Not only is LaVine the defensive equivalent of Swiss cheese, but he also is a paperweight holding down the flow of the Chicago offense. Compared to this year’s All-Star guards, his assist to turnover ratio is abysmal. LaVine finished with a 1.23 assist/turnover ratio, far worse than any guard to make the All-Star game in 2020.

All-Star Guards vs. Zach LaVine in Assist/Turnover ratio:

  • Zach LaVine: 1.23
  • Russell Westbrook: 1.57
  • Donovan Mitchell: 1.60
  • James Harden: 1.66
  • Devin Booker: 1.73
  • Trae Young: 1.94
  • Luka Doncic: 2.07
  • Ben Simmons: 2.28
  • Kemba Walker: 2.29
  • Kyle Lowry: 2.43
  • Damian Lillard: 2.73
  • Chris Paul: 2.93

LaVine has a clear inability to create for his teammates and to hold onto the ball. He couldn’t even fair better than rookie point guard Coby White (1.61) in assist/turnover ratio.

You also can’t say it’s because he had to carry the Bulls’ offense, considering Trae Young was in a similar situation and still faired far better in the same statistic. LaVine just isn’t a safe hand to have the ball in (3.4 TO, 10th in the NBA), and he’s not enough of a creator to justify his ball dominant play (just 4.2 APG)

At this point you may be thinking, well he can’t defend, he can’t playmake or ball handle but he can score! Well, kind of. Yes, he’s good for 20+ a game, but he’s not exactly the epitome of efficiency.

In isolation, LaVine puts up .91 points per possession. To compare this to Chicago’s other guards: Kris Dunn puts up 1.00 PPP, Satoransky puts up .96, and  White scores .79. On the team he supposedly leads, LaVine isn’t even the most efficient iso scorer.

In the pick and roll, LaVine didn’t fair much better. As a ball handler LaVine shot a 48.2 eFG% on 7.3 FGA, which is very comparable to CJ McCollum. (48.3 eFG%, on 7.2 FGA).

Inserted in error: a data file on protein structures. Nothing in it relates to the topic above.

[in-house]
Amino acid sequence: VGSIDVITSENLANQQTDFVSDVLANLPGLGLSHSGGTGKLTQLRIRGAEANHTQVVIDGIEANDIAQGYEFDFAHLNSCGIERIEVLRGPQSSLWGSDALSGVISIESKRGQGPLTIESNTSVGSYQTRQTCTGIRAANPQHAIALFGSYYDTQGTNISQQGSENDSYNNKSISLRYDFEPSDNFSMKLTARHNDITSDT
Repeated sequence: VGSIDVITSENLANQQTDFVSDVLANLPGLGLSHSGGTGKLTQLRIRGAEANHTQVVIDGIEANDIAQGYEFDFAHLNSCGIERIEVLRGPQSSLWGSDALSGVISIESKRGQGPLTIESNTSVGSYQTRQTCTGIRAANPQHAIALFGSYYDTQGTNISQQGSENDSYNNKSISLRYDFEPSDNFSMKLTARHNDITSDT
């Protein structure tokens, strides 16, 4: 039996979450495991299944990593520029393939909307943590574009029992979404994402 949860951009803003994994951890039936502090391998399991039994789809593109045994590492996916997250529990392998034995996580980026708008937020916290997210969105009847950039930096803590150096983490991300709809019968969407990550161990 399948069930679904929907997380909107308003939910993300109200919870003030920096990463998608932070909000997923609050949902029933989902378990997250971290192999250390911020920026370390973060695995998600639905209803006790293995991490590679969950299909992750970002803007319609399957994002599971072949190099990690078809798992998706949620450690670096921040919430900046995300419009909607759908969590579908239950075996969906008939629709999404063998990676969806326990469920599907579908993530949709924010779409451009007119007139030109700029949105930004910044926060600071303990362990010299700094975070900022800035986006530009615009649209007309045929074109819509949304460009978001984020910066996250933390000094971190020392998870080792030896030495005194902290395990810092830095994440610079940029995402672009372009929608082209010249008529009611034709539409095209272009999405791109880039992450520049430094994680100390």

Kindly put, LaVine is just a glorified McCollum with hops. He scores at a similar rate in the pick and roll (one of the most often run and fundamental plays in the NBA), is equally horrendous on defense, but is actually far worse at holding onto the ball (CJ has a 2.4 A/TO).

McCollum is also fairly similar in isolation scoring .88  points per possession, just barely less than LaVine.

The major difference though is that unlike LaVine, McCollum’s offensive input outweighs his defensive detriment. Although when he’s on the court the opponent’s OFFRTG goes up by .7, the Portland ORTG goes up by +5.5 with his presence. This means McCollum has a positive difference in on/off ORTG (+4.8), unlike LaVine (-5.0).

This is not meant to be a knock on CJ McCollum; I think he’s one of the best second options in the NBA. He carryied a heavy load on a depleted Portland roster this season, helping Damian Lillard drag them to the playoffs.

This also isn’t meant to be a knock on Zach LaVine. He’s a talented offensive player, but he is not a number one option like he may believe he is. Last season he proved he wasn’t fit to handle that role, and would be far better as a secondary option.

Next. 3 landing spots most beneficial for Zach LaVine. dark

Chicago is going to need to retool the roster if they want LaVine to be in his ideal role, or hope for a stunning change in his defense, ball handling, and playmaking in one offseason.